January 8, 1969
Rally causes turmoil in front of the Administration Building
With the resumption of classes after the winter break, an estimated crowd of 1,000 gathers in front of the Administration Building to discuss attempts to meet with Acting President Delmar T. Oviatt. Police charge the crowd and make arrests after a window is broken.
Officers positioned inside the Administration Building descend into the lobby to prevent student demonstrators from entering the building. However, it was agreed that only student group leaders would enter the building to speak to administrators. Upon entering, the student leaders were quickly grabbed by police. Seeing this, a demonstrator threw a cement ashtray through the glass and a brutal police crackdown ensued, injuring and arresting many demonstrators. This photograph was published in the 1979 yearbook as part of the campus 20-year anniversary issue, and depicts the moment police inside the Administration Building guard the entrance from the many protesters on the other side.
January 9, 1969
Two hundred and seventy-five people are arrested at an assembly
One hundred uniformed police officers sweep through a peaceful rally of faculty and students protesting the student treatment from the day prior. Police however, declare it an illegal assembly. Of the 275 arrested, none resist, yet the campus is declared to be "in a state of emergency." Activist and Professor emeritus, Rodolf Acuña described in his book, The Making of Chicana/o Studies: In the Trenches of Academe the many women and men who were arrested on this day fighting for ethnic studies on campus (Acuña, 2011, 49).
BSU Chairman Archie Chatman is interviewed
Archie Chatman, Chairman of the Black Student Union, discusses events leading up to the Nov. 4 occupation of the Administration Building. See page 2.
February 19, 1969
Rudy Acuña is named director of Mexican-American Studies
California State University, Dominguez Hills history professor Dr. Rodolfo Acuña is appointed to head the new Mexican-American studies program at SFVC.
March 6, 1969
William Burwell named Assistant Director Afro-American Studies
William Burwell, Assistant Director of the Afro-American Studies program describes his role and plans for the program's development. See page 3.
April 14, 1969
Twenty-four are found guilty, four are acquitted on charges from arrests on Jan. 9
Twenty-four people are found guilty and four more are acquitted on charges of failing to disperse during the Jan. 8, 1969 campus demonstration (see page 6). Out of 275 initial arrests from the January 8th demonstration, there were ultimately 28 indicted, with 13 that were found guilty of their charges.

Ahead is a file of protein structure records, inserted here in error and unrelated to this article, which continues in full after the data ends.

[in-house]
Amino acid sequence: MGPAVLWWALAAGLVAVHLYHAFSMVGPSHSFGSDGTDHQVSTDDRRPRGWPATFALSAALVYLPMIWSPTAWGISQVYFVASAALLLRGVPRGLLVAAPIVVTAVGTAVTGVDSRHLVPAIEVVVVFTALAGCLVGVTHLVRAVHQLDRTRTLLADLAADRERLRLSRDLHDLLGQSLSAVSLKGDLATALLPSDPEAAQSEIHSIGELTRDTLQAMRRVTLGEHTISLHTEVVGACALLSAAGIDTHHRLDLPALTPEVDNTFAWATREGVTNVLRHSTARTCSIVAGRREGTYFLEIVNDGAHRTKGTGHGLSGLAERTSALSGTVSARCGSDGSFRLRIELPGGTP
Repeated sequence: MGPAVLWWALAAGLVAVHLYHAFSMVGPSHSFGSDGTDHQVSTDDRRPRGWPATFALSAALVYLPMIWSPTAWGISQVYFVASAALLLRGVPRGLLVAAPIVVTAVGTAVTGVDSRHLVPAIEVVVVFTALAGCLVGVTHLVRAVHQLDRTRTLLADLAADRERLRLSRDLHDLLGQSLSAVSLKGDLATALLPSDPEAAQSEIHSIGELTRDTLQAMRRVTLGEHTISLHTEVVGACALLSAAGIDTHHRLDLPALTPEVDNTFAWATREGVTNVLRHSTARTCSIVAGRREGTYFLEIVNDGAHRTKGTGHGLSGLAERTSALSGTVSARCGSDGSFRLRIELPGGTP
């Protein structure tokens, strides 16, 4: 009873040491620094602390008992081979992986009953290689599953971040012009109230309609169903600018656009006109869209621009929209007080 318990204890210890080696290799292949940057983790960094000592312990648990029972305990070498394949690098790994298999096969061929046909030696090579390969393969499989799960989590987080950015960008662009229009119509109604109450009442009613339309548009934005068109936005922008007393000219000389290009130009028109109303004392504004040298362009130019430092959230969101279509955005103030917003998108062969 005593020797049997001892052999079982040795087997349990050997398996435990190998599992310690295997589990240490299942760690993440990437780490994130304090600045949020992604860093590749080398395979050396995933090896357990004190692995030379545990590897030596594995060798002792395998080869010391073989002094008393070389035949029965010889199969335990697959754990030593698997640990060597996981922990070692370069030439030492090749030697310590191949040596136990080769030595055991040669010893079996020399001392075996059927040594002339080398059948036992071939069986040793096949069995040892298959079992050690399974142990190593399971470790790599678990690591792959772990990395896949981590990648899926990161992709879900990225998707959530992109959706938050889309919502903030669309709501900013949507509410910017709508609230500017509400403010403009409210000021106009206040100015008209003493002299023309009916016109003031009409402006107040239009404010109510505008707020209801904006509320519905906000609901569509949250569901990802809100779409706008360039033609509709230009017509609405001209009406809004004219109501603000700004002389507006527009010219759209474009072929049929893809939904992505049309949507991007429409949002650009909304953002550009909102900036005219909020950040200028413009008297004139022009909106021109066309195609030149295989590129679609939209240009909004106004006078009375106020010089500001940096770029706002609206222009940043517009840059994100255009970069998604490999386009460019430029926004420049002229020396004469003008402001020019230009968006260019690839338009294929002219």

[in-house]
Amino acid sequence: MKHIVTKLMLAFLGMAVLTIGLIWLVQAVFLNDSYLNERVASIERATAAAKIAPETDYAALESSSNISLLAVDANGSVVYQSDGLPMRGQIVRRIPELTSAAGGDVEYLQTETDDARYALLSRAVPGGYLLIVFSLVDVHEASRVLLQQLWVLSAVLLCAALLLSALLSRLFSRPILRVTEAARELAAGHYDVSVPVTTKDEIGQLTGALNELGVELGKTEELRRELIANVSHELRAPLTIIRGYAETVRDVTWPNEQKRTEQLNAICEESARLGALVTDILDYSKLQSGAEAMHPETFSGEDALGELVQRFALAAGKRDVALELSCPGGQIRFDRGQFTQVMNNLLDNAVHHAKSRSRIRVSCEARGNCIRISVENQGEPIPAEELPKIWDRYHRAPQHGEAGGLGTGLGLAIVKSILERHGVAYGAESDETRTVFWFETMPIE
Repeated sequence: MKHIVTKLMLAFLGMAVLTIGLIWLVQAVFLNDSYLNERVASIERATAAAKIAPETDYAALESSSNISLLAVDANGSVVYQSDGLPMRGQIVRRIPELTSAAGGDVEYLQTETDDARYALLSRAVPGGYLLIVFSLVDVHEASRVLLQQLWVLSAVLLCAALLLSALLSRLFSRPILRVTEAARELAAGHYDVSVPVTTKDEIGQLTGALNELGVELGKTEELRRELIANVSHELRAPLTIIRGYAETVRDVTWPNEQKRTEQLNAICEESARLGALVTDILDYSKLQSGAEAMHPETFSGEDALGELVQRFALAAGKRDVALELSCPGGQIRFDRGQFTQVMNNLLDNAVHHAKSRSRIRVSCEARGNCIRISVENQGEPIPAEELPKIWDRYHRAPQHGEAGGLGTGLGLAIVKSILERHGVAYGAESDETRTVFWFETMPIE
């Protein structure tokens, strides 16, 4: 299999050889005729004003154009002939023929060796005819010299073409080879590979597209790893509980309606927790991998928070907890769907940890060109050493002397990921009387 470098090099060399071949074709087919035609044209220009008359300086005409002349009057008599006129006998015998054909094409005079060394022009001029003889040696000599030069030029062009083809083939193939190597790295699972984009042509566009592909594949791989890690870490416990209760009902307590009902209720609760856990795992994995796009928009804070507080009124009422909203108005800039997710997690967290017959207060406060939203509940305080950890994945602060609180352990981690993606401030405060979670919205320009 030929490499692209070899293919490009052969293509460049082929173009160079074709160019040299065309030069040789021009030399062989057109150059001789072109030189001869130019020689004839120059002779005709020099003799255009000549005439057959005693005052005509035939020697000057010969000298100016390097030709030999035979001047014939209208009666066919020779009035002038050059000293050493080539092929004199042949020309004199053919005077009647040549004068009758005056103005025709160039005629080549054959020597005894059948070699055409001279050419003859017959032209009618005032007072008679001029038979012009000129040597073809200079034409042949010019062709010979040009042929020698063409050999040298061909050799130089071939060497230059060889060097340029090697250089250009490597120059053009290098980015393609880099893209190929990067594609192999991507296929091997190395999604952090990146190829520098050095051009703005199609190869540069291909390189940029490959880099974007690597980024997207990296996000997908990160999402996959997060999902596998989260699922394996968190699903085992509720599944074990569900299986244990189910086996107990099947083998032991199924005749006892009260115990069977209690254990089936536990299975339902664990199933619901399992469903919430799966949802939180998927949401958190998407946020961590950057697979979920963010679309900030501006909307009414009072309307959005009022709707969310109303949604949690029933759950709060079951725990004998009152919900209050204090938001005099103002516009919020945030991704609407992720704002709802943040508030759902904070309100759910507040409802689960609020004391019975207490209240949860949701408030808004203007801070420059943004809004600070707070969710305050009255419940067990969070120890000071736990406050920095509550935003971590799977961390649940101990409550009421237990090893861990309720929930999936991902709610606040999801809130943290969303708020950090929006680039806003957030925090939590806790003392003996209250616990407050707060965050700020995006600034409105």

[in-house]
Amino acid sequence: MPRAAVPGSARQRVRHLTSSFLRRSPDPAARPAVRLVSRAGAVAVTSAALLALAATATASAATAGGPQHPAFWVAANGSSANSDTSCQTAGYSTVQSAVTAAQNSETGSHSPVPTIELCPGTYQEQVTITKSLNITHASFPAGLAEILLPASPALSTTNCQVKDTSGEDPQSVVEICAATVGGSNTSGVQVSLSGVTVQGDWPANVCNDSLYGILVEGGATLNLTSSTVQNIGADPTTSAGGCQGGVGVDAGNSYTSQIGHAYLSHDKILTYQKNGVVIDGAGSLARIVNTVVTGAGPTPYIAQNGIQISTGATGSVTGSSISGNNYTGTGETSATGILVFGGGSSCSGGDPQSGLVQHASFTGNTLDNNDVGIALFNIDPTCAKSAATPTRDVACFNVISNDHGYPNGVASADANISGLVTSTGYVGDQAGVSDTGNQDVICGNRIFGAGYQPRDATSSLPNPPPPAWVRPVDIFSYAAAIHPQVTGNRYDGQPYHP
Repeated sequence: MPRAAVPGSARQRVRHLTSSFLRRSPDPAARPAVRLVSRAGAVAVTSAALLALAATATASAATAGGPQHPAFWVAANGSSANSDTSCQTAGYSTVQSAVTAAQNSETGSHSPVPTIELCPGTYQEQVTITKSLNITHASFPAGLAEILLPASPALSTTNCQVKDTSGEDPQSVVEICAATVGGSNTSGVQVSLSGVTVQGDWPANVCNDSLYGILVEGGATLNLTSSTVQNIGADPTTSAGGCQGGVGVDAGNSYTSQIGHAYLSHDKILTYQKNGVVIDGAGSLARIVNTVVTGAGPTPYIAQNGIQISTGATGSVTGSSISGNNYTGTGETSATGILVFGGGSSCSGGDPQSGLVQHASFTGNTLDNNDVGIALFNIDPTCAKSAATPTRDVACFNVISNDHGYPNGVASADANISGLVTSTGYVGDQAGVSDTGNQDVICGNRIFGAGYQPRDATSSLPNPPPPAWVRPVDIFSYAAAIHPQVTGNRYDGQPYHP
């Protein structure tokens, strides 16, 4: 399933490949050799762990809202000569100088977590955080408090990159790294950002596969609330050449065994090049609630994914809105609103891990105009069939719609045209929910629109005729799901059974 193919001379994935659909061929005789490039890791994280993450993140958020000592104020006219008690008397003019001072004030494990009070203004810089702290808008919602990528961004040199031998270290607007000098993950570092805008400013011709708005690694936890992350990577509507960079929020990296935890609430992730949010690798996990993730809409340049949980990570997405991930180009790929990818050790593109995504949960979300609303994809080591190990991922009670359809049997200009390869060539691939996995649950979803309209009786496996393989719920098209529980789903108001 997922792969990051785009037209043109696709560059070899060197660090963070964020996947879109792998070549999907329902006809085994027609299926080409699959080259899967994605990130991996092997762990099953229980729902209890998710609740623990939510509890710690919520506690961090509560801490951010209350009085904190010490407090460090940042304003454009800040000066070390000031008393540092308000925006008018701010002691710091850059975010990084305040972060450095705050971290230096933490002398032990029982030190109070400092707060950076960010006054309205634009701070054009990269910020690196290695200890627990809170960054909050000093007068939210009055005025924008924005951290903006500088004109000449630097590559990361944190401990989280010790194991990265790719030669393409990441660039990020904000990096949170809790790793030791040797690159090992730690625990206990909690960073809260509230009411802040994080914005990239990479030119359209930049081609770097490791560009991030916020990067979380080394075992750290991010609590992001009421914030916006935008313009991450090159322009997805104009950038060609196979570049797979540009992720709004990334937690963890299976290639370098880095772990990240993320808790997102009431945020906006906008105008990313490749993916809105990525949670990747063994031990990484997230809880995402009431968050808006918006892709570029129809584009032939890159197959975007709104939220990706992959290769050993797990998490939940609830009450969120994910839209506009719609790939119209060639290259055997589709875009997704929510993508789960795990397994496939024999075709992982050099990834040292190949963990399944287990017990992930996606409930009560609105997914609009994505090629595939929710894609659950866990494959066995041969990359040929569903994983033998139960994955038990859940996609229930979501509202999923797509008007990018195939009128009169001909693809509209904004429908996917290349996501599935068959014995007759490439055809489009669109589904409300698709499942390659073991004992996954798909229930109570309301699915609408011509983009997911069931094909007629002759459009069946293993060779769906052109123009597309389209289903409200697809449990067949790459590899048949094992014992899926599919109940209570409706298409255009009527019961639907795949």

April 21, 1969
A 12-point minority plan moves forward
A 12-point agreement outlines Afro-American and Mexican-American studies programs, investigations into employment practices, the inclusion of community representatives on the College Advisory Board, and other issues of concern to minority students. The agreement was reached by a committee composed of BSU and UMAS members as well as faculty.
April 23, 1969
Curricula proposed for Afro-American and Mexican-American Studies
The Educational Policies Committee meets to discuss proposals for the creation of Afro-American and Mexican-American studies programs and proposed curricula.
Afro-American and Mexican-American studies departments are approved
The Educational Policies Committee unanimously approves the creation of Afro-American and Mexican-American studies programs to be offered during the 1969 fall semester.
October 2, 1969
BSU's struggles and accomplishments are outlined
Bill Burwell, Assistant Chairman of the Afro-American Studies Department presents a history of the Black Student Union, outlining its accomplishments and challenges. See page 4.
Black Faculty member defends Afro-American Studies
Barbara Rhodes makes her argument defending the Afro-American Studies Department in response to a Herald-Examiner article written by George Crocker. See page 5.
October 7, 1969
Director of ethnic studies programs predict growth
Dr. Rodolf Acuña, Director of Mexican-American studies and William Burwell, Assistant Chairman of the Afro-American studies program, describe curricula, faculty hires, involvement with community members, and the Educational Opportunity Program. See page 4.